1866: The intriguing divorce deposition of James E. Whitney

Sepia Saturday 486: Fourth in a series on the 1866 divorce of my third great-grandparents Zebulon and Hannah (Hance) Blakeslee — what the court records reveal.

In 1865, my third great-grandfather Zebulon Blakeslee filed a petition for divorce in Susquehanna Co., Penna., charging his wife Hannah with desertion.

My third great-grandmother Hannah (Hance) Blakeslee was duly subpoenaed (twice) to answer his charges. But by then she was living beyond the court’s jurisdiction — and there is no response from her in the case file.

So the next step was for Zebulon’s attorney to take depositions from witnesses to support his divorce petition.

Man working in a pumpkin patch (circa 1890-1920). The first deposition in Zebulon Blakeslee’s divorce case came from James E. Whitney — and acquaintance and neighbor who for some 19 years lived and farmed near the Blakeslees in Conklin, Broome County, N.Y. Photo: Franck Taylor Bowers collection – Broome County Historical Society

The Whitney deposition

Three depositions were submitted to the court on 16 Aug. 1866. The first deposition from James E. Whitney is by far the most intriguing — and worth examining in detail. Below is what he told the court.

Deposition taken in case of Zebulon Blakeslee vs. Hannah Blakeslee – James E. Whitney sworn

Am acquainted with Zebulon Blakeslee and his wife have known them for 19 years — and while they were living together as man and wife some twelve years lived within fifty to sixty Rods of them for 8 years and so far as I know they lived amicably together and never heard but what he treated his family well and provided for them well. Had two children I believe.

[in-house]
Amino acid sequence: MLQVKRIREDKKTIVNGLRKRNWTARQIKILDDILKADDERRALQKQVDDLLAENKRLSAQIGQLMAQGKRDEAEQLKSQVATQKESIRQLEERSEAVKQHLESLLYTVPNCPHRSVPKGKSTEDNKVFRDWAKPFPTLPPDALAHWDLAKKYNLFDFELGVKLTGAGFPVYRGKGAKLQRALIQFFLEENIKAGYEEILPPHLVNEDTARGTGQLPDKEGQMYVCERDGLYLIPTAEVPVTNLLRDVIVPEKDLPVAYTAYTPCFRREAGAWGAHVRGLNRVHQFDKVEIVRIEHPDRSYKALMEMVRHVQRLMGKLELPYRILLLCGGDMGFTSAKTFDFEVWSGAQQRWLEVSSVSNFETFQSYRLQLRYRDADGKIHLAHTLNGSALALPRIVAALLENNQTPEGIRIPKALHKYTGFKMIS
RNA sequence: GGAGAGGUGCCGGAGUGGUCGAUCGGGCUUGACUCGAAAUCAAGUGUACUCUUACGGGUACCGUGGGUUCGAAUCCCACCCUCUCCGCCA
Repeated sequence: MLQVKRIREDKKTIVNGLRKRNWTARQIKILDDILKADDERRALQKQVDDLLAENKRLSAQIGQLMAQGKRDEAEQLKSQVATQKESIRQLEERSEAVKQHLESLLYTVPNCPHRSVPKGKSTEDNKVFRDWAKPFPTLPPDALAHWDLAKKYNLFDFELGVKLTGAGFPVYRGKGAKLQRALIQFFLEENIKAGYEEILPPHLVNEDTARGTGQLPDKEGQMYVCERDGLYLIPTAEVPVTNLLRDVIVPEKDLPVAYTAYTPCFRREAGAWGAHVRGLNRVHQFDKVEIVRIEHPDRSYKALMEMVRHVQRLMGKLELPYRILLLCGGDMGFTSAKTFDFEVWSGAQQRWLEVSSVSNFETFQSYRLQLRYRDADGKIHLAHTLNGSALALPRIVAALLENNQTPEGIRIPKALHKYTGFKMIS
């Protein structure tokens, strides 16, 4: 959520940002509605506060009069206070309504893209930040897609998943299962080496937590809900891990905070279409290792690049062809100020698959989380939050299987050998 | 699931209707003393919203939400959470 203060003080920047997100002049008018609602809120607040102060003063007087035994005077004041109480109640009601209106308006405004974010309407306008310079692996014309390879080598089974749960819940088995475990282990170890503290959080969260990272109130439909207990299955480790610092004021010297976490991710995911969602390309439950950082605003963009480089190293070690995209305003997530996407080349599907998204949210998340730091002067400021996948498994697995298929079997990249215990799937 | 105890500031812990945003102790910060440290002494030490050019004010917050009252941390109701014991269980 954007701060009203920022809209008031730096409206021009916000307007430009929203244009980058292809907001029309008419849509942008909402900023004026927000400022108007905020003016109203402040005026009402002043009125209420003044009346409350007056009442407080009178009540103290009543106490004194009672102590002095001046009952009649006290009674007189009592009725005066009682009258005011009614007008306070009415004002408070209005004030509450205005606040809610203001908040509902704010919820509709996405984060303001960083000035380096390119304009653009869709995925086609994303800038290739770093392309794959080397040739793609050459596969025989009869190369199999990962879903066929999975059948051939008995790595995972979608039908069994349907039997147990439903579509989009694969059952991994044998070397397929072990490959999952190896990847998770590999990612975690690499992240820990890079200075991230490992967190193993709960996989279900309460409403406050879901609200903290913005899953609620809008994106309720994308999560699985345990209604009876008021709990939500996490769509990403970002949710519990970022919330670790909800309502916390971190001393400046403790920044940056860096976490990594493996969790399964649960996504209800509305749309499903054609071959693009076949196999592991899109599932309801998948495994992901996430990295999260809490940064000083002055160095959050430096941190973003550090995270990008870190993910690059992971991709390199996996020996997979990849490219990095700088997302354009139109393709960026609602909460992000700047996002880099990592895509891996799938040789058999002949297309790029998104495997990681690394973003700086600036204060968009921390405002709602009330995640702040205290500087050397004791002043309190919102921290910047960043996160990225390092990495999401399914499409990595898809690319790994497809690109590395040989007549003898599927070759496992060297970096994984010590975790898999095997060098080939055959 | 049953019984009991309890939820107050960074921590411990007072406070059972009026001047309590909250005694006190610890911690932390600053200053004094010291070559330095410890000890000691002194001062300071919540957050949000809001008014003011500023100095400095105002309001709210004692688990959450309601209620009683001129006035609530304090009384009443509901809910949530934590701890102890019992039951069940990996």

Was living about five miles from them when they parted. She left him about seven years ago and has not lived with him since. Know of no reason for her leaving and in consequence of it it broke up his family. She went to live with her son in law and has remained away ever since. I could never see any cause for her leaving and always heard him spoken of kindly so far as regards his treatment of his family.

I was quite often at his house for eight years and in that time never saw any but kind treatment toward his family and that she was as well provided for as other women in like circumstances according to the best of his ability.

[Signature] James E. Whitney

Was James Whitney an in-law?

Genealogy best practice is to research individuals whose names appear on family-related documents — such as birth, marriage and death certificates — as they may turn out to be relatives. So why not apply this to court records as well?

The first thing I noticed about this deposition was the Whitney surname. The Blakeslees’ older daughter Rhoda Ann was married to William Whitney — so I suspected that William and deponent James E. Whitney might be related.

Sure enough — a review of James Whitney’s U.S. census returns quickly revealed that he was William Whitney’s brother!

Specifically, the 1900 U.S. census for Conklin, Broome, N.Y. (excerpted below) shows widow Rhoda Ann (Blakeslee) Whitney living in James’s household after her husband’s death. Her relationship to James was sister-in-law.